The TV adverts Chanel No.5: ‘The One I Want’ (2014) featuring Gisele Bundchen and Coco Mademoiselle (2011) starring Keira Knightley, promoted two different high end branded, women’s fragrances. In this analysis, I will be using elements of multimodality to compare and contrast the design choices made throughout the construction of these adverts.
Multimodality focuses on how language interacts with “other tools or ‘modes’ of communication” (Jones 2012:29) to convey meaning. Excluding language, other aspects of discourse include “non-verbal communication, images, music and architectural structure” (Jones 2012:28), these modes work alongside language to help convey meaning in a constructed text.
In the adverts, the use of language is limited in comparison to other discourse aspects, at the end of each advert; a male voice over states the name of the brand. In the Coco Mademoiselle advert the female voice over has a French accent to subconsciously reiterate the setting of Paris whilst conveying the idea of female empowerment associated with the fragrance to the audience. In the Chanel No.5 advert there is no voice over restating the name of the fragrance however the standard male voice over saying ‘chanel.com’ is still used. Although both ads promote female fragrances, the male voice over suggests the brand is luxurious and dominating. The minimal language used, shows the audience that the products are trustworthy and that the brand name alone is reputable enough to ensure the fragrances are sold.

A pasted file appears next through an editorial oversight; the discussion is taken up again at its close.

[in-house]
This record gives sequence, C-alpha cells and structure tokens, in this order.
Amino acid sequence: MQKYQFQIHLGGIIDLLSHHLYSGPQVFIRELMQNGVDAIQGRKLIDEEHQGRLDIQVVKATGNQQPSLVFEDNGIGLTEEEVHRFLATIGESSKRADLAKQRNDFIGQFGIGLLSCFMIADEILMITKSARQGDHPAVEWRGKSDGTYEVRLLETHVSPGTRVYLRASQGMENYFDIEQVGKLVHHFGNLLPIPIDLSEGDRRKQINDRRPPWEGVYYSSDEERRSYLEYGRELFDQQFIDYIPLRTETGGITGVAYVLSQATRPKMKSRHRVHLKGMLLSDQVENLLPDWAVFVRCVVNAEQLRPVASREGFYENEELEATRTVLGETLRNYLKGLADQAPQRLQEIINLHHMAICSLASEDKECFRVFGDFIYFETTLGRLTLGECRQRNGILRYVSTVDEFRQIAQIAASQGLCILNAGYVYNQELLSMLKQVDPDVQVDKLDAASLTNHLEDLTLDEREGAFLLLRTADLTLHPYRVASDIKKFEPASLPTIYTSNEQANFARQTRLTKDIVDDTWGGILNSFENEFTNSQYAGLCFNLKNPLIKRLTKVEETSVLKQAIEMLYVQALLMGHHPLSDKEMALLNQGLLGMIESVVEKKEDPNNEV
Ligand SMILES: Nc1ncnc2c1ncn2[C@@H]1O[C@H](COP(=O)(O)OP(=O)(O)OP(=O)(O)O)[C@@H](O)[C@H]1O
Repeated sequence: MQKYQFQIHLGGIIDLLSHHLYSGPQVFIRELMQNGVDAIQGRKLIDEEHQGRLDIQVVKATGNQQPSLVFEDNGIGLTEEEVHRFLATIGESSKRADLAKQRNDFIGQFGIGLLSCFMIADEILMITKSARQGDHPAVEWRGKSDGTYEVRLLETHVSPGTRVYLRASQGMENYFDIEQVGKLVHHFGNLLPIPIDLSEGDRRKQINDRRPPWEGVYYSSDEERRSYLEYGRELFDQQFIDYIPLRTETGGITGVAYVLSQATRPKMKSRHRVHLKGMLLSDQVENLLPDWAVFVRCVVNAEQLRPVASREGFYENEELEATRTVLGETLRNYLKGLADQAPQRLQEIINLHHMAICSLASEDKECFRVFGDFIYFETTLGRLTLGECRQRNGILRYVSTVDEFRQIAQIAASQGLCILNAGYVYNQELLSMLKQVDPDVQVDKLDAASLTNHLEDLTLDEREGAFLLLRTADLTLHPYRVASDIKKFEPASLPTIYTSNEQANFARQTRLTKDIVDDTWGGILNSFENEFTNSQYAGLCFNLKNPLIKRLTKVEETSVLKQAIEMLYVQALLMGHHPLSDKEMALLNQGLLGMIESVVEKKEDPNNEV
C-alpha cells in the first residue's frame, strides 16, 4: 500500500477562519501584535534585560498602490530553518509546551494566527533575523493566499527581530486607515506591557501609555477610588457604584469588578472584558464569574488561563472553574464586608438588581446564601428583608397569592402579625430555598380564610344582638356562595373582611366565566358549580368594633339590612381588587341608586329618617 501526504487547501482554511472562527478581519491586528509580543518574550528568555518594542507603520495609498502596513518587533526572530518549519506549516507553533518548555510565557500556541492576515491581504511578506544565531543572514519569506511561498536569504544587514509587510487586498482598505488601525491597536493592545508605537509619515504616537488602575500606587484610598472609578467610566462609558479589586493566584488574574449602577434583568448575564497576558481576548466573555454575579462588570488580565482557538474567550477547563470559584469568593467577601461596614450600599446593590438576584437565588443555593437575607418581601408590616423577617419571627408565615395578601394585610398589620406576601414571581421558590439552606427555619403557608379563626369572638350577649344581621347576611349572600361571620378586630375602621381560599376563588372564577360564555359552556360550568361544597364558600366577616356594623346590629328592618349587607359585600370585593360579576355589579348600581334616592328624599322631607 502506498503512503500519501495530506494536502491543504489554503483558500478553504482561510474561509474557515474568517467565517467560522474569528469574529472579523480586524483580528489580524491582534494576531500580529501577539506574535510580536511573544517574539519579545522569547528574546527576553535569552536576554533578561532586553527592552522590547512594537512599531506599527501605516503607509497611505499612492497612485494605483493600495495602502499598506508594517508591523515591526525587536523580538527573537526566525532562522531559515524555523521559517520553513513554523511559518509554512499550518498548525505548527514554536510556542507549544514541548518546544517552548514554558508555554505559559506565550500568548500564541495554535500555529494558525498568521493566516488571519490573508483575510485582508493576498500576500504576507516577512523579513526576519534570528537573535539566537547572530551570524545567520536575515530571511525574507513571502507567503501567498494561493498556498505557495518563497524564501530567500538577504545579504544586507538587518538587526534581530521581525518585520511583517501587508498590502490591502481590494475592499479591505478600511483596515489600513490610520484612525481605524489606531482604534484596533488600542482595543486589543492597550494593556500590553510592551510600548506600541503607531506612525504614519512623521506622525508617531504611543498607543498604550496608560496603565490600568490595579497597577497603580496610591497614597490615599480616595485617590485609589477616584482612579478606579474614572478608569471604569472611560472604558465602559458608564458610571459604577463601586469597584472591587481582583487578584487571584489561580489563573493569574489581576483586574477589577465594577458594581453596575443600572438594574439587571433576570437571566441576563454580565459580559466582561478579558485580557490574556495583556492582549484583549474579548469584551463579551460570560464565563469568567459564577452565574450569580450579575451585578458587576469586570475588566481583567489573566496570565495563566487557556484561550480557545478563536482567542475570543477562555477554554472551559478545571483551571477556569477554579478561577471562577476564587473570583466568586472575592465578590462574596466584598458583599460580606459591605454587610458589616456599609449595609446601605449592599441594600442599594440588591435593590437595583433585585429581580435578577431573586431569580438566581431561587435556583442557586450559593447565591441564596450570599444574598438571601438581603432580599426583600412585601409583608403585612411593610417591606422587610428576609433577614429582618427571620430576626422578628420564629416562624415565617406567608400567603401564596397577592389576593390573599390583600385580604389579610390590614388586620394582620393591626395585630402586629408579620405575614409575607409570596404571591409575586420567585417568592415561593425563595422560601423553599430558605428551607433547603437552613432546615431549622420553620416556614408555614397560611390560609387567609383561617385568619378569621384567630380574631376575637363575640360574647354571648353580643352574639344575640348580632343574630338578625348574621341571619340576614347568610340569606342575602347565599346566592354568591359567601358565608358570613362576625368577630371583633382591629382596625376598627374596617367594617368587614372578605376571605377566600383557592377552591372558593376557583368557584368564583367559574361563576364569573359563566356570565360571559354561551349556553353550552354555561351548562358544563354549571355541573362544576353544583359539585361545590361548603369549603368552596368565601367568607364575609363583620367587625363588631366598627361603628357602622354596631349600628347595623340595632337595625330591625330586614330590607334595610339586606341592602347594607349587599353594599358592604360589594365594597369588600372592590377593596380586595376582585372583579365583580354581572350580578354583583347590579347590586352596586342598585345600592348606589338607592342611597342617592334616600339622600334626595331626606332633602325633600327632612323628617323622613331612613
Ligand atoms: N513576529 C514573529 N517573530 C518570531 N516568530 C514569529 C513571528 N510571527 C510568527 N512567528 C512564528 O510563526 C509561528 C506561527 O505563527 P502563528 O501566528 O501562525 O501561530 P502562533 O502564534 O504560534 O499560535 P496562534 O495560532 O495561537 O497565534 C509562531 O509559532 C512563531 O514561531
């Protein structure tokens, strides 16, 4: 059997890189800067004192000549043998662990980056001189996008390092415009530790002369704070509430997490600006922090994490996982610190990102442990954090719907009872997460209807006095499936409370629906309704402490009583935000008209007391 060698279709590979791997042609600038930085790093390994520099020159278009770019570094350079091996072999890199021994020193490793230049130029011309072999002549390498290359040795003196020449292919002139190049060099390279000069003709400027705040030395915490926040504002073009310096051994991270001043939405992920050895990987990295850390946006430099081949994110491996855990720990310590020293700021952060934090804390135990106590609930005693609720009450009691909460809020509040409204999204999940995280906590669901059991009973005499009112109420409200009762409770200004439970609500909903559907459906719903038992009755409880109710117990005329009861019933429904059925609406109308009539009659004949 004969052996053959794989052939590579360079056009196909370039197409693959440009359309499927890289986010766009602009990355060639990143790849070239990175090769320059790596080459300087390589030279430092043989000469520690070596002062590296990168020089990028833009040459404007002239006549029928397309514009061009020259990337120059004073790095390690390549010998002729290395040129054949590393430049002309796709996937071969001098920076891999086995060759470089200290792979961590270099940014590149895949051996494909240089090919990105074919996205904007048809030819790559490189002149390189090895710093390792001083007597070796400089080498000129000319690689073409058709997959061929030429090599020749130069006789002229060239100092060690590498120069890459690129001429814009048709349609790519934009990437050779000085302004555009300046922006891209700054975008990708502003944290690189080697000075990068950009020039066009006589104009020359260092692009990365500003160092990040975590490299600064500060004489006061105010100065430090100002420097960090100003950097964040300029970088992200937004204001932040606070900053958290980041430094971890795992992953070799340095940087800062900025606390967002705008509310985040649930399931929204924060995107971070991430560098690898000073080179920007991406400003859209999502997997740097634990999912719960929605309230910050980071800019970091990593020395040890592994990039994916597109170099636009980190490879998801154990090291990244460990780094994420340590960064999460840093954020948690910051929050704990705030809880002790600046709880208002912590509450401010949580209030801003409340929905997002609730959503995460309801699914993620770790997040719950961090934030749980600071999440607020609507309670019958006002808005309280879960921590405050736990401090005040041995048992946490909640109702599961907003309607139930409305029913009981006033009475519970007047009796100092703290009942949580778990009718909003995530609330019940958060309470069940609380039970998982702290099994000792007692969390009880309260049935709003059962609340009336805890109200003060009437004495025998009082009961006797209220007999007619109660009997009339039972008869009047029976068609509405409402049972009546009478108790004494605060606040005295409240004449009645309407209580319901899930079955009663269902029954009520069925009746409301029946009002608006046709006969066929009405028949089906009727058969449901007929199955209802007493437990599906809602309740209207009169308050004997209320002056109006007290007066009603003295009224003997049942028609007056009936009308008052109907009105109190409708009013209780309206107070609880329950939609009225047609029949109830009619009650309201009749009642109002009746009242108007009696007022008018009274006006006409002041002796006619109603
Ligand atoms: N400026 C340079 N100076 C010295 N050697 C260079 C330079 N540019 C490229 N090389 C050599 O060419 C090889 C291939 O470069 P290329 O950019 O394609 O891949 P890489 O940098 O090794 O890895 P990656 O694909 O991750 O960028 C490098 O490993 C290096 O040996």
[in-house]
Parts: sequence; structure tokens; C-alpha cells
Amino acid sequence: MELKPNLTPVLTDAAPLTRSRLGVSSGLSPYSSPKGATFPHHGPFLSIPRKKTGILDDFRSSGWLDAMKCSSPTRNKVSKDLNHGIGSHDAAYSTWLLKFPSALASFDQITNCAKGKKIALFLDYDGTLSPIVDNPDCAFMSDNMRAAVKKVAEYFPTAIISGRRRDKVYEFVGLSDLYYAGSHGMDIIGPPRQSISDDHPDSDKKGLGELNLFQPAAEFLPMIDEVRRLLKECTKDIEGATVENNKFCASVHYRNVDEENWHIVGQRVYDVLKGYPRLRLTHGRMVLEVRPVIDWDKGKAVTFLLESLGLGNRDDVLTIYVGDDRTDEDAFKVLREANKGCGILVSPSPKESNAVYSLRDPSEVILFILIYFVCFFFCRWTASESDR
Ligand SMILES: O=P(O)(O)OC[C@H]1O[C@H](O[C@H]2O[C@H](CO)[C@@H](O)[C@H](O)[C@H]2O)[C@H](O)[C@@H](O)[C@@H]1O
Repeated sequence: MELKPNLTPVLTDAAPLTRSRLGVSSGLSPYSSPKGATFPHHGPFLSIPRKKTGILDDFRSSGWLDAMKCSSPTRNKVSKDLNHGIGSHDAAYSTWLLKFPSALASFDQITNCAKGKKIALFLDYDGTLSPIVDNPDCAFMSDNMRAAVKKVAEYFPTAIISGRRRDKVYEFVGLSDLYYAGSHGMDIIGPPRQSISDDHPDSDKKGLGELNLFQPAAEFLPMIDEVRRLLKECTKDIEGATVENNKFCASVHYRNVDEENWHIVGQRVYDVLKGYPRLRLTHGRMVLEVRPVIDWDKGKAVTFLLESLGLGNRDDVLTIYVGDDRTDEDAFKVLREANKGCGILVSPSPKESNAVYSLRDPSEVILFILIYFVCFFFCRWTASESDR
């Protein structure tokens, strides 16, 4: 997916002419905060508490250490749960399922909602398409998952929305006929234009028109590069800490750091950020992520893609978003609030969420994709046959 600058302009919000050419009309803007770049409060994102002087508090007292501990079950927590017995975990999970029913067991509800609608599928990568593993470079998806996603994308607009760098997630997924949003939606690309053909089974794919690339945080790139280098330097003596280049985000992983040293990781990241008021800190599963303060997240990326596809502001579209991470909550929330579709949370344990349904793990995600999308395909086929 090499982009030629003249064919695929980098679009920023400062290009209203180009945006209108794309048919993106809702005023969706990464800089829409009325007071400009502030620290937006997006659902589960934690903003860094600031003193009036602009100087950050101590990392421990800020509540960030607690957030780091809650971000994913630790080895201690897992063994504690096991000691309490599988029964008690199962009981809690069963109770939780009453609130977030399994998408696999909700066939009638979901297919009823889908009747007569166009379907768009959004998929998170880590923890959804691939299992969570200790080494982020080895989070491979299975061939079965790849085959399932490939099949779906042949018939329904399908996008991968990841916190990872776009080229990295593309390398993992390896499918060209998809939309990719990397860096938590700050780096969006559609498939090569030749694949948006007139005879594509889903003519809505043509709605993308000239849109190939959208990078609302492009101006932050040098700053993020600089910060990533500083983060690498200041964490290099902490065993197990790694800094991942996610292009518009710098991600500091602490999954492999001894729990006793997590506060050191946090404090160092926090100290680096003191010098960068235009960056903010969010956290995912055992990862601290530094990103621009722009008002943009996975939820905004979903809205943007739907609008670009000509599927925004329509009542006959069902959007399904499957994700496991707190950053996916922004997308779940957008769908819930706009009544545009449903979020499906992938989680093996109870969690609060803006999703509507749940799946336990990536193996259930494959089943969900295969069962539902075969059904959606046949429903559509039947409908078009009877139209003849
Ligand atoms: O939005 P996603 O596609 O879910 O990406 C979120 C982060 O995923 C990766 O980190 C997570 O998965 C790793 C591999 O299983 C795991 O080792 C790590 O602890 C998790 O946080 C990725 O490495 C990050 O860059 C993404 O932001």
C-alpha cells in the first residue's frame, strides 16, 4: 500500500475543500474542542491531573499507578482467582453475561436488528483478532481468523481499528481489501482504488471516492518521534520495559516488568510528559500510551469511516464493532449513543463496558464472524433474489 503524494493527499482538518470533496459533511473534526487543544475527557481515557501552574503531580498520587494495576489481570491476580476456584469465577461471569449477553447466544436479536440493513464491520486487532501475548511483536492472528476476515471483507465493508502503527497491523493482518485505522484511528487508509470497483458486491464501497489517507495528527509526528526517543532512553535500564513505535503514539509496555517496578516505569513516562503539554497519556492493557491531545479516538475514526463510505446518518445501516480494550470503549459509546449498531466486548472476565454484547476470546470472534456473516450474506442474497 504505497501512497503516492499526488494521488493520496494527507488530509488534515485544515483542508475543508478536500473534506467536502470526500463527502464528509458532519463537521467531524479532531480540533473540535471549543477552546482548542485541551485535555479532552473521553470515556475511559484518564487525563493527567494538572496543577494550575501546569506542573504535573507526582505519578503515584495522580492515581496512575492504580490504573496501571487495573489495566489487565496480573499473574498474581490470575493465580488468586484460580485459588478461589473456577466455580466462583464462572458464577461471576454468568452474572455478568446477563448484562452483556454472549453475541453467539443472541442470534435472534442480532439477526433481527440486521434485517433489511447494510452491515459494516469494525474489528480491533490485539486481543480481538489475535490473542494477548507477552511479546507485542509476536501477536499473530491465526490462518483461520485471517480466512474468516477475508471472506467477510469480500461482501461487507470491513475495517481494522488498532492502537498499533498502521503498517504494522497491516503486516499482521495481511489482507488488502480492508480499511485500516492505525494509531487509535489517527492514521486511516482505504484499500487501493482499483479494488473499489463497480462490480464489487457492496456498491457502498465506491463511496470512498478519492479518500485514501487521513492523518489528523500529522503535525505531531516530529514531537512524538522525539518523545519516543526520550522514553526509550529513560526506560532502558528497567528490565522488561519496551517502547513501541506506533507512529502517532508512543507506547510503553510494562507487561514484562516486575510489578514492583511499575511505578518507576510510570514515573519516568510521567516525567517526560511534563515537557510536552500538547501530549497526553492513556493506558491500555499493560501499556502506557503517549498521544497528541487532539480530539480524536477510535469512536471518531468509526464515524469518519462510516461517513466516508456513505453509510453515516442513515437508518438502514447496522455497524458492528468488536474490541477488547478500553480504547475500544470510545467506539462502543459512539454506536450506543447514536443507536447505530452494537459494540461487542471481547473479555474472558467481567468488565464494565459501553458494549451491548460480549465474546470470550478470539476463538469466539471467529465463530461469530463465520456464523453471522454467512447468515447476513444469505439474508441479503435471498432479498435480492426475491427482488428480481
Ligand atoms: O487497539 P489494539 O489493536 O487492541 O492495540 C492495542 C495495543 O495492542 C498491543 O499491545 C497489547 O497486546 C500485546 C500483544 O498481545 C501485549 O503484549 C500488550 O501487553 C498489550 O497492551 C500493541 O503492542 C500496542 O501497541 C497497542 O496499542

Since the two adverts are forms of visual communication, the “semiotic resources are used to communicate things that may be more difficult to express through language.” (Machin and Mayr 2012:49) A key resource considered when constructing TV adverts is the colour and lighting used in the text due to their varied connotations among audiences. The colours used in the 2011 advert were predominantly variations of beiges and pinks. The direct connotation of the colour beige is typically mundane but despite being used as the overall colour tone throughout the ad, it projects sophistication whilst simultaneously promoting the brand’s luxuriousness. This typical association of ordinary juxtaposes Knightley’s daring behaviour shown through the intimacy between the photographer and herself and riding a motorbike further suggesting the idea of female empowerment and self-preservation of women that can be achieved when using the product. A popular connotation of the colour pink is femininity and is subtly used throughout the advert to subliminally remind the audience’s focus should be on the pink coloured fragrance bottle. The designers chose pink to show that traditional femininity is still empowering for a modern society, reflected through the fragrance.